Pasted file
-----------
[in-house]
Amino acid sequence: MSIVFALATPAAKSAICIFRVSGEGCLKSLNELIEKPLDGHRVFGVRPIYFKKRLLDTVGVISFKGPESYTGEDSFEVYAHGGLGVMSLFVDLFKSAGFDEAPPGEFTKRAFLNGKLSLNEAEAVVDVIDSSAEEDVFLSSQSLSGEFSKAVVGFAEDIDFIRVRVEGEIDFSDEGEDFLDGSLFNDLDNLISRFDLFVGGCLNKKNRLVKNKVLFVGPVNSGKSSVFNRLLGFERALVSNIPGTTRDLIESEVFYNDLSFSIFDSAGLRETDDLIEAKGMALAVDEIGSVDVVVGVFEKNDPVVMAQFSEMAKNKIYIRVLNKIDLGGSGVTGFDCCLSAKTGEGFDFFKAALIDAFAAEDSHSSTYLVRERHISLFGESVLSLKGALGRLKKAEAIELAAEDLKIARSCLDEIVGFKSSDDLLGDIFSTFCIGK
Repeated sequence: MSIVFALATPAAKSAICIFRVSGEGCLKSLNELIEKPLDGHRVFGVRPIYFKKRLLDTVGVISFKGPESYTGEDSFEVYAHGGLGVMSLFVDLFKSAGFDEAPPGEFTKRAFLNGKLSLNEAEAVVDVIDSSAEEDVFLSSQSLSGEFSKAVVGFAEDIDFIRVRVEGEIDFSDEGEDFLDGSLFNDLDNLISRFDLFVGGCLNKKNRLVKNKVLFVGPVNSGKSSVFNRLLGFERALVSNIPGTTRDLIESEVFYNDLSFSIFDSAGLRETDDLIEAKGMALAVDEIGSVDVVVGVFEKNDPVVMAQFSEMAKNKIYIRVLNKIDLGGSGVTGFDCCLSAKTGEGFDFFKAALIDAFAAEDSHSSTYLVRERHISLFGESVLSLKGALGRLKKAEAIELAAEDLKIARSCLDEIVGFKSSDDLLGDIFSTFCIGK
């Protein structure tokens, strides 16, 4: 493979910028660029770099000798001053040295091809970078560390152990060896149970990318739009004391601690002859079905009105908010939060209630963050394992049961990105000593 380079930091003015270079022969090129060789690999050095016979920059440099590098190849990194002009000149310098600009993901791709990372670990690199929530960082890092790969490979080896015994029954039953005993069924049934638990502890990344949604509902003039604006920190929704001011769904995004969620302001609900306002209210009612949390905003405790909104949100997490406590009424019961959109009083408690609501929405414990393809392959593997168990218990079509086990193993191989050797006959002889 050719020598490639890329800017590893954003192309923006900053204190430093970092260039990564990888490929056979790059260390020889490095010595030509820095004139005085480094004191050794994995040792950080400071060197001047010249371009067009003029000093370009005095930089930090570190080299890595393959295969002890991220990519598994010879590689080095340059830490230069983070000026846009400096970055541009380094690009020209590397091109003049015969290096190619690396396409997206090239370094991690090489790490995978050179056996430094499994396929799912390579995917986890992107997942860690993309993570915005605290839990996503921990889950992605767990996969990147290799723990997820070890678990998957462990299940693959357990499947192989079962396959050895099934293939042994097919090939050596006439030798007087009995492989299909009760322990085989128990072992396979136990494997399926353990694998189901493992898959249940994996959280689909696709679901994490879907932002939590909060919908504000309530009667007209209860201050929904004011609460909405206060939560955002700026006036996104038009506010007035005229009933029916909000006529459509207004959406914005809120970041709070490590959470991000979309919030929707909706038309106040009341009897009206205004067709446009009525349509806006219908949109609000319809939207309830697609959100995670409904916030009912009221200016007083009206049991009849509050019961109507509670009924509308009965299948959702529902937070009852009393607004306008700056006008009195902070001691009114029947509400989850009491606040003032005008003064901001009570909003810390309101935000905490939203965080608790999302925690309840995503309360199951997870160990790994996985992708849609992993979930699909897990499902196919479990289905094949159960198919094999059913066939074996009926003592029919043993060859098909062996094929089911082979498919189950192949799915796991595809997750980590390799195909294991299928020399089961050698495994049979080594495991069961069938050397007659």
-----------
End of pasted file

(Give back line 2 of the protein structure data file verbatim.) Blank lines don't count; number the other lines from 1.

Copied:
Amino acid sequence: MSIVFALATPAAKSAICIFRVSGEGCLKSLNELIEKPLDGHRVFGVRPIYFKKRLLDTVGVISFKGPESYTGEDSFEVYAHGGLGVMSLFVDLFKSAGFDEAPPGEFTKRAFLNGKLSLNEAEAVVDVIDSSAEEDVFLSSQSLSGEFSKAVVGFAEDIDFIRVRVEGEIDFSDEGEDFLDGSLFNDLDNLISRFDLFVGGCLNKKNRLVKNKVLFVGPVNSGKSSVFNRLLGFERALVSNIPGTTRDLIESEVFYNDLSFSIFDSAGLRETDDLIEAKGMALAVDEIGSVDVVVGVFEKNDPVVMAQFSEMAKNKIYIRVLNKIDLGGSGVTGFDCCLSAKTGEGFDFFKAALIDAFAAEDSHSSTYLVRERHISLFGESVLSLKGALGRLKKAEAIELAAEDLKIARSCLDEIVGFKSSDDLLGDIFSTFCIGK